Howard Hughes was born in Texas, the son of a man who grew rich selling drill bits and other tools to oilmen. Hughes inherited his familyâ€™s considerable wealth at age 18 and took it to Hollywood in 1925. Ms. Longworth calls him â€œa failure as both an artist and a mogul.â€ She sees him as a seducer, an abuser of male power. Although famous for relationships with the great beauties of his era (movie stars Billie Dove, Rogers and Hepburn, Ava Gardner and others), he married only twiceâ€”first in 1925 to a Houston girl of good family, Ella Rice, and then, in 1957, to a beauty-contest winner from the Midwest, Jean Peters, who had become a successful star briefly in the late 1940s.
As he aged, Hughes became known for â€œsponsoringâ€ young females he hoped to turn into stars, signing them to contracts and keeping them as virtual prisoners held hostage to his whims. One of these women, Faith Domergue, never made it to the top and spent her youth captive to Hughesâ€™s control. He kept a stable of informers, security guards and private detectives to spy on her, causing her to retaliate. In 1943 Domergue, tooling around Hollywood in a little red car Hughes had given her, spotted him driving his big black Buick with the gorgeous Ava Gardner sitting beside him. Domergue viciously rammed them, smugly saying later that â€œpoor little Ava seemed to bounce up and down in her seat like a yo-yo.â€ (This surely has to be the only time anyone ever referred to Gardner as â€œpoor little Ava.â€) Domergueâ€”with a straight faceâ€”once said Hughes told her, â€œYou are the child I should have had.â€
Ms. Longworth does not ignore the serious accomplishments of Hughesâ€™s life. He was a man of innovation, intelligence, and enterprise. Besides running an enormous business empire and designing airplanes (and cantilevered brassieres), Hughes earned his pilotâ€™s license in 1928. By 1933 he set a world land speed record and in 1936 a record nonstop transcontinental flight time. In 1946 he flew the test flight of the XF-11 he had designed for the government, crashing spectacularly in a near-fatal disaster.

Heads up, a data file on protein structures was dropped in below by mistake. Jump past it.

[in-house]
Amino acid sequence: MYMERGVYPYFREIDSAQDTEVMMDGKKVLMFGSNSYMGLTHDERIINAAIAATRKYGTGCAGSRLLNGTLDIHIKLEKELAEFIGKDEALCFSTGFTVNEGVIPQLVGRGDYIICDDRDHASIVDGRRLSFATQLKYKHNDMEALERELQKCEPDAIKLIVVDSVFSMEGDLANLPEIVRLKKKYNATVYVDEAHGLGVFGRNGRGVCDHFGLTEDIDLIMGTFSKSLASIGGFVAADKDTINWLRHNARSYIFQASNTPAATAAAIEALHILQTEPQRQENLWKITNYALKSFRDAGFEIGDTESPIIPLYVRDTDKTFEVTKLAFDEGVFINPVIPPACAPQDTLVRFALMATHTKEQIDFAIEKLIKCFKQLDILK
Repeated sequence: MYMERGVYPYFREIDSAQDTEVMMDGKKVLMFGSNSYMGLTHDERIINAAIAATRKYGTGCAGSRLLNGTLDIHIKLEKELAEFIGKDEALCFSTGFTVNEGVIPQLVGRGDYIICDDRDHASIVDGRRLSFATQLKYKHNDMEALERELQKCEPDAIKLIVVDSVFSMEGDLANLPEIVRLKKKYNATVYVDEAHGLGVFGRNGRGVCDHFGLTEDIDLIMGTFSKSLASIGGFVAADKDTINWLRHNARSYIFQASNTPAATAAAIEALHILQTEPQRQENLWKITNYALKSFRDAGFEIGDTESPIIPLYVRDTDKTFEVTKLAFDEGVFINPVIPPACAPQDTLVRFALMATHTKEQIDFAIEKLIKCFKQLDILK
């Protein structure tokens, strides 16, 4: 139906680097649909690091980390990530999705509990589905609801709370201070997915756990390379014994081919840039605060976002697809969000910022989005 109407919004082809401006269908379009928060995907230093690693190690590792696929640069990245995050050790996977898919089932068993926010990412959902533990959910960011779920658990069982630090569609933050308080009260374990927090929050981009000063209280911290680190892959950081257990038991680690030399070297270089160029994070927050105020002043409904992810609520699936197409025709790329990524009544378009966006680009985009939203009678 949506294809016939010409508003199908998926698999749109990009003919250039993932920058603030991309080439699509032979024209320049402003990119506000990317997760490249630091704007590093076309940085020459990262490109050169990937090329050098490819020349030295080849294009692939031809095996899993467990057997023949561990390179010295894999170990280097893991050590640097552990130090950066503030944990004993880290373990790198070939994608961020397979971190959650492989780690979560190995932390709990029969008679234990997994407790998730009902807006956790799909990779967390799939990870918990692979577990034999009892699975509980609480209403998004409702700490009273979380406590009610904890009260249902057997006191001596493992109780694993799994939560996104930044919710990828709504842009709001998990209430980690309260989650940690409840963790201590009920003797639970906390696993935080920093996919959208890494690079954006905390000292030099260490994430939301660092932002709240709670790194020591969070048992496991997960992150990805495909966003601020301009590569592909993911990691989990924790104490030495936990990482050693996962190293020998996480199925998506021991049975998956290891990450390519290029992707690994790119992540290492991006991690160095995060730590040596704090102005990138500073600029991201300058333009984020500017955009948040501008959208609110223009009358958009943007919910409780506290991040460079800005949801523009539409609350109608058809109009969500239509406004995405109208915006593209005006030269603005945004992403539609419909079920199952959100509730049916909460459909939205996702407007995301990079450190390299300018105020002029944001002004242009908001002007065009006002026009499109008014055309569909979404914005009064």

â€œSeductionâ€ carefully traces the ups and downs of Hughesâ€™s career over decades that culminated in his personal decline. Ms. Longworth pinpoints 1942 as the year his workaholic habits began to become â€œunsustainable.â€ By late 1944, he began exhibiting â€œobsessive-compulsive tics.â€ Ms. Longworth pinpoints a July 1948 Time magazine cover story as the moment in which Hughes started to â€œlose control of his own story.â€ His behavior was erratic during his years as head of RKO, the movie studio he purchased in 1948 and sold in 1955; he became an â€œincreasingly eccentricâ€ mega-millionaire who had â€œbecome obsessed with eradicating Communists.â€ After his sale of RKO, Hughes receded from the public eye, and Ms. Longworth makes clear why she thinks he withdrew: a decline in both physical and mental health; head injuries suffered in plane crashes, especially the near-fatal one in 1946; the loss of his identity as a lone wolf after he married Peters; and the 1957 business resignation of Noah Dietrich, his reliable friend and business sidekick since 1925.
Ms. Longworth sheds as much light on Hughes as probably can be shed. She shrewdly calls him a man who knew that â€œthe gap between perception and reality could be made to disappear.â€ As early as 1947 Time described Hughes as â€œthe Hollywood playboy and planemaker about whom the public has heard very much but actually knows very little.â€ Itâ€™s an evaluation thatâ€™s still valid.
â€”Ms. Basinger is chairwoman of the department of film studies at Wesleyan University and the author, most recently, of â€œI Do and I Donâ€™t: A History of Marriage in the Movies.â€